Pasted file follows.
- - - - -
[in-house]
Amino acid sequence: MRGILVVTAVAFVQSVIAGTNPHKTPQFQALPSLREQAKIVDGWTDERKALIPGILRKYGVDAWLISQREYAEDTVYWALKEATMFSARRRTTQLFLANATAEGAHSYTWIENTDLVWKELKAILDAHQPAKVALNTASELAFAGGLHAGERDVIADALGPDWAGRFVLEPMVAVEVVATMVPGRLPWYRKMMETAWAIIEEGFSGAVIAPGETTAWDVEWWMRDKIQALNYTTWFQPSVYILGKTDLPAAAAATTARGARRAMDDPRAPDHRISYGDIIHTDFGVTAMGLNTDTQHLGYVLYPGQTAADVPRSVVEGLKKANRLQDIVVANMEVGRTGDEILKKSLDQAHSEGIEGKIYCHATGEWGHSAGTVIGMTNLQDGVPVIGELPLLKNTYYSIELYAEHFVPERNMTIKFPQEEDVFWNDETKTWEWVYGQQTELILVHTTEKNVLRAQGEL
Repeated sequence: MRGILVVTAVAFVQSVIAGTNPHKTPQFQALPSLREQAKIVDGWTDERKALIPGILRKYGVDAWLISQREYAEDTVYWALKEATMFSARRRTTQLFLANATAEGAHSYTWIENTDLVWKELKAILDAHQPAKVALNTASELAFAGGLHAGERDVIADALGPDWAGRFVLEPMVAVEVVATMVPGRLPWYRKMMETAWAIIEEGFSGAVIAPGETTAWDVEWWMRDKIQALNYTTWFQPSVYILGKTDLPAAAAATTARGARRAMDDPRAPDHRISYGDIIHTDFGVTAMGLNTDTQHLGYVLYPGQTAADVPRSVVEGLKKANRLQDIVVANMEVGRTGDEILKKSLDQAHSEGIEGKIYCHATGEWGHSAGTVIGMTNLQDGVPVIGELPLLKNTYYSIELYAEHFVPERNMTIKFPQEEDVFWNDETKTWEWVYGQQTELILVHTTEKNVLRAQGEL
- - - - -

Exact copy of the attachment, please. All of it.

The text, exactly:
[in-house]
Amino acid sequence: MRGILVVTAVAFVQSVIAGTNPHKTPQFQALPSLREQAKIVDGWTDERKALIPGILRKYGVDAWLISQREYAEDTVYWALKEATMFSARRRTTQLFLANATAEGAHSYTWIENTDLVWKELKAILDAHQPAKVALNTASELAFAGGLHAGERDVIADALGPDWAGRFVLEPMVAVEVVATMVPGRLPWYRKMMETAWAIIEEGFSGAVIAPGETTAWDVEWWMRDKIQALNYTTWFQPSVYILGKTDLPAAAAATTARGARRAMDDPRAPDHRISYGDIIHTDFGVTAMGLNTDTQHLGYVLYPGQTAADVPRSVVEGLKKANRLQDIVVANMEVGRTGDEILKKSLDQAHSEGIEGKIYCHATGEWGHSAGTVIGMTNLQDGVPVIGELPLLKNTYYSIELYAEHFVPERNMTIKFPQEEDVFWNDETKTWEWVYGQQTELILVHTTEKNVLRAQGEL
Repeated sequence: MRGILVVTAVAFVQSVIAGTNPHKTPQFQALPSLREQAKIVDGWTDERKALIPGILRKYGVDAWLISQREYAEDTVYWALKEATMFSARRRTTQLFLANATAEGAHSYTWIENTDLVWKELKAILDAHQPAKVALNTASELAFAGGLHAGERDVIADALGPDWAGRFVLEPMVAVEVVATMVPGRLPWYRKMMETAWAIIEEGFSGAVIAPGETTAWDVEWWMRDKIQALNYTTWFQPSVYILGKTDLPAAAAATTARGARRAMDDPRAPDHRISYGDIIHTDFGVTAMGLNTDTQHLGYVLYPGQTAADVPRSVVEGLKKANRLQDIVVANMEVGRTGDEILKKSLDQAHSEGIEGKIYCHATGEWGHSAGTVIGMTNLQDGVPVIGELPLLKNTYYSIELYAEHFVPERNMTIKFPQEEDVFWNDETKTWEWVYGQQTELILVHTTEKNVLRAQGEL